Check out traditional Polynesian dancer Novelyn Tavita on the Oregon Culture Keepers Roster.
Watch TAAP Master Artist Jayanthi Raman (2015) and her apprentice Bakul Godbole demonstrate Bharatha Natyam Indian Dance.
OFN is pleased to announce that Traditional Arts Apprenticeship Program (2013) master artist Esther Stutzman received a prestigious 2017 Lifetime Achievement Governor’s Art Award for her work in Oregon as a traditional Kalapuya/Coos storyteller. OFN nominated her for the 2017 Governor’s Art Awards, Oregon’s highest honor for exemplary service to the arts, which Gov. Brown revitalized after a 10-year hiatus. Ms. Stutzman was recognized during a ceremony that preceded the 2017 Oregon Arts Summit on Oct. 6, in Portland.
In addition to being a 2012 Oregon Folklife Network TAAP awardee, Esther Stutzman (Kalapuya/Coos) is the primary storyteller for Mother Earth’s Children, an American Indian theatre group that has performed for school assemblies and a variety of events and conferences for the past 42 years. Stutzman also works with Title VII Indian Education programs and Arts in Education Programs throughout the state of Oregon as a cultural resource specialist with children as well as with teacher in-service programs. She has been a long-time presenter for the Oregon Chautauqua History Series and is a recipient of several folklife awards formerly administered by the Oregon Historical Society. She recently shared her Tribes’ Mother Wolf and Coyote stories at the Museum of Natural and Cultural History in Eugene for their Wolf Talks celebration.
Jennie Flinspach and Brad McMullen
The 2017 Warm Springs Folklife Field School engaged rising eighth graders from the Confederated Tribes of Warm Springs K-8 Academy in a week-long adventure to explore their heritage and document their cultural traditions.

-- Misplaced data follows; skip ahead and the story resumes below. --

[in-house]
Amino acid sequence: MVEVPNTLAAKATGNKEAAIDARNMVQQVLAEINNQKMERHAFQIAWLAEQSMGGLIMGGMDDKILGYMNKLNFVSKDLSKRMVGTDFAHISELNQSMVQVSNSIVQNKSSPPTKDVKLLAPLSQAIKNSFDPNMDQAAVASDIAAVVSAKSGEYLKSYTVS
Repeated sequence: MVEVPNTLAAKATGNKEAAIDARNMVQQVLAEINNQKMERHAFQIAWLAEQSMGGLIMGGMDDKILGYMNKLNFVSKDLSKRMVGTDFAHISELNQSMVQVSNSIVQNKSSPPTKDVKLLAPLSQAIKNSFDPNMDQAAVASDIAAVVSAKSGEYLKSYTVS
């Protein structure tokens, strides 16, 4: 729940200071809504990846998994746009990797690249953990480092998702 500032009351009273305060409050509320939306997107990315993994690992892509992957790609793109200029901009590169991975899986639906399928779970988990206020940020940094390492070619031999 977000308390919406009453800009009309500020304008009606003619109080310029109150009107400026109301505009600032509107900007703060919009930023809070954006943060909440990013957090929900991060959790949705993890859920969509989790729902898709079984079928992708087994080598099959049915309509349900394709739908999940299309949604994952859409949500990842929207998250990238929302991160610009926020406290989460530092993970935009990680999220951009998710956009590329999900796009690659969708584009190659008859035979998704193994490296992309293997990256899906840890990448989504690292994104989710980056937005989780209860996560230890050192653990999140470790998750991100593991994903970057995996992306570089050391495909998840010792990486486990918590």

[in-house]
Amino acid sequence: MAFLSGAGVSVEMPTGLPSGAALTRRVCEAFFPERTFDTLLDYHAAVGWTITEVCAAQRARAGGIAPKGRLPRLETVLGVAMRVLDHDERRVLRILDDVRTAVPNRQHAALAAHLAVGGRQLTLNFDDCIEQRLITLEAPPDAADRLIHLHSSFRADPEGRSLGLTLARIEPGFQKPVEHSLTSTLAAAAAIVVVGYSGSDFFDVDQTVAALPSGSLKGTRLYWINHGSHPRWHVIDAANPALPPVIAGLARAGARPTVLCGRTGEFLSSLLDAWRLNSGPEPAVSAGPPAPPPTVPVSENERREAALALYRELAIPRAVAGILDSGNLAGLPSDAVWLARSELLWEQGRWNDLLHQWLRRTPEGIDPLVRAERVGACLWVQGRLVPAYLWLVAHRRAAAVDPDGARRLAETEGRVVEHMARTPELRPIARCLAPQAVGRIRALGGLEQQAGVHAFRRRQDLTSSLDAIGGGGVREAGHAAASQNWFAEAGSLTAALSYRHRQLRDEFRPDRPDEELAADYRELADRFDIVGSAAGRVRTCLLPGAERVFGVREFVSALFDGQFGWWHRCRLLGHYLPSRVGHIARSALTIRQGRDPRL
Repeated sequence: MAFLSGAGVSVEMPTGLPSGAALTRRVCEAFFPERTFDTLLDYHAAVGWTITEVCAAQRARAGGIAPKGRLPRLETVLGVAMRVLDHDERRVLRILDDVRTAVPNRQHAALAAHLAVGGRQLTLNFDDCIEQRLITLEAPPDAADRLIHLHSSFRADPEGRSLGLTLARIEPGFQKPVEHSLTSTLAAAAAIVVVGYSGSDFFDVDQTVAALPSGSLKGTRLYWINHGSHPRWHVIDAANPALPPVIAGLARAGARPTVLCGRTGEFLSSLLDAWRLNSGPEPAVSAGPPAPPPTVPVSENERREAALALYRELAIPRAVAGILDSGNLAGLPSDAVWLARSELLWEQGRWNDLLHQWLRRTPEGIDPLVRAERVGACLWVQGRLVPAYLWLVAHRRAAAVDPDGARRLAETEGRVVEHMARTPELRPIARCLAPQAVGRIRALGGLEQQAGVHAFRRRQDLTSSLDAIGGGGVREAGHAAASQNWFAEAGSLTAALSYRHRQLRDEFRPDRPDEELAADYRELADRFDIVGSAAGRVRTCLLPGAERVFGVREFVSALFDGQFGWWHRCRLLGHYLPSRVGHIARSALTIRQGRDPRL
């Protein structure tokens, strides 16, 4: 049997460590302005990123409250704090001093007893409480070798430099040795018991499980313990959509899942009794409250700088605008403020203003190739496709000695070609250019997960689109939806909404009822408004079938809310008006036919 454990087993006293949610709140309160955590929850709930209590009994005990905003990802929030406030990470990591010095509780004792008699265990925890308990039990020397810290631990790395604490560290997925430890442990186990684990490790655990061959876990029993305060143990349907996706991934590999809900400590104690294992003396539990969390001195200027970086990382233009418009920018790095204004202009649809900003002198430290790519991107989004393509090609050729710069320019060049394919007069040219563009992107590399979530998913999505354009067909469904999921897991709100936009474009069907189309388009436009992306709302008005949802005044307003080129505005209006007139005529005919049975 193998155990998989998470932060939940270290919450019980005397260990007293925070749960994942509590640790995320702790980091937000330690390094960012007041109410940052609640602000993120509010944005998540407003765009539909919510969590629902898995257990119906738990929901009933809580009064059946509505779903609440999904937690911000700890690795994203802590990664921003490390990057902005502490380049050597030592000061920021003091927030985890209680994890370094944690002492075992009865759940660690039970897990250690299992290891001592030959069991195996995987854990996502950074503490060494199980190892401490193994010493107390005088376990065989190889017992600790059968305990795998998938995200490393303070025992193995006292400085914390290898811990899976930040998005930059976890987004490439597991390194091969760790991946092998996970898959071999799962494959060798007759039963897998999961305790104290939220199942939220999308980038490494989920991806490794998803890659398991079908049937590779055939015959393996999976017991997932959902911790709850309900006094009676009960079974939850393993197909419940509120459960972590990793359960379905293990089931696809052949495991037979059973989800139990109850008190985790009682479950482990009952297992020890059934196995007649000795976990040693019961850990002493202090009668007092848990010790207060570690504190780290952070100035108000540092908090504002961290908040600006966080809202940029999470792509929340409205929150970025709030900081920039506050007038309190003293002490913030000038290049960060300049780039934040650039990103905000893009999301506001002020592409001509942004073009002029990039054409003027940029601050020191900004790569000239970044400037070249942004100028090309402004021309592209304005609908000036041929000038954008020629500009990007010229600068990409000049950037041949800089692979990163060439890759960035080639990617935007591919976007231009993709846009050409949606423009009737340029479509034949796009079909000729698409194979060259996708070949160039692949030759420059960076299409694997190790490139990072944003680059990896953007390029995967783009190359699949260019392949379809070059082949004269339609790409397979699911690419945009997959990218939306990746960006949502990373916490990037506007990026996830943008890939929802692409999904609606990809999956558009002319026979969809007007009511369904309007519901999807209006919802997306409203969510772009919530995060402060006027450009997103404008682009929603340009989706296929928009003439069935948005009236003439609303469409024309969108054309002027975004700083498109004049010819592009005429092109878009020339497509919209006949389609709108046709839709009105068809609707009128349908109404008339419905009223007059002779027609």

Students learned fieldwork skills by interviewing each other. Using OFN’s recording equipment, students questioned each other about treasured family objects.
Students worked in groups to conduct interviews with tribal elders. We were honored to hear the elders’ share moving accounts of their heritage and traditions.
On Wednesday, students and staff took a field trip to the Warm Springs Culture and Heritage Department. Tribal archivist, Creston (Dana) Smith, one of our on-site teachers, showed us how he preserves the recorded history and culture of Confederated Tribes of Warm Springs.
After their interviews, students learned to process and analyze audio clips from their audio recordings. They wrote reflections, recorded narration, and assembled clips into a group presentation.
One of the special highlights of the week was Thursday’s visit to the Warm Springs radio station, KWSO 91.9 FM, where Marge Kalama, local radio personality, conducted a live on-air interview with the students.
At the end of the week, the students presented their research to the Warm Springs community. It was the perfect way to end a great week of cultural documentation! But there was still more in store for these young folklorists…
Two weeks later, the students traveled to the University of Oregon for an overnight campus visit. They visited Special Collections, where Corrigan Solari University Historian and Archivist Jennifer O’Neal showed them the Edward Curtis photographic collection, an invaluable collection of late 19th-century Native American portraits and images of traditional occupations and lifeways.
At the Jordan Schnitzer Museum of Art, Curator Cheryl Hartup gave a tour of “Conversations in the Round House: Roots, Roads, and Remembrances,” an exhibit of native works including one from Warm Springs elder, Lillian Pitt.
A stop at the Museum of Natural and Cultural History included a tour of the new Cultural Wing, which includes exhibits and short documentaries about Oregon’s native Tribes, past and present.
Our guests enjoyed a backstage tour of Matthew Knight Arena, where they got to “throw their O” at center court. Capping off the afternoon was a walk through Kalapuya Ilihi Hall, the newest residence hall on campus and home to the new Native American and Indigenous Studies academic residential community.
The next morning, Warm Springs students presented their research at the Many Nations Longhouse to UO Native students, faculty, and staff. At a special luncheon that followed, audience members reciprocated and shared with students the many opportunities and resources available to them as future UO Ducks.
Before heading back to Warm Springs, students had some fun with Professor Kirby Brown (English Department, Native literature), who taught them how to play sjima. Sjima, also known as Shinny Ball, is a traditional game with similarities to hockey and lacrosse and is specific to Oregon’s Klamath tribes.
On Monday November 13th, state officials recognized Oregon’s 2016-2018 Traditional Arts Apprenticeship Program master artists at the State Library in Salem, Oregon.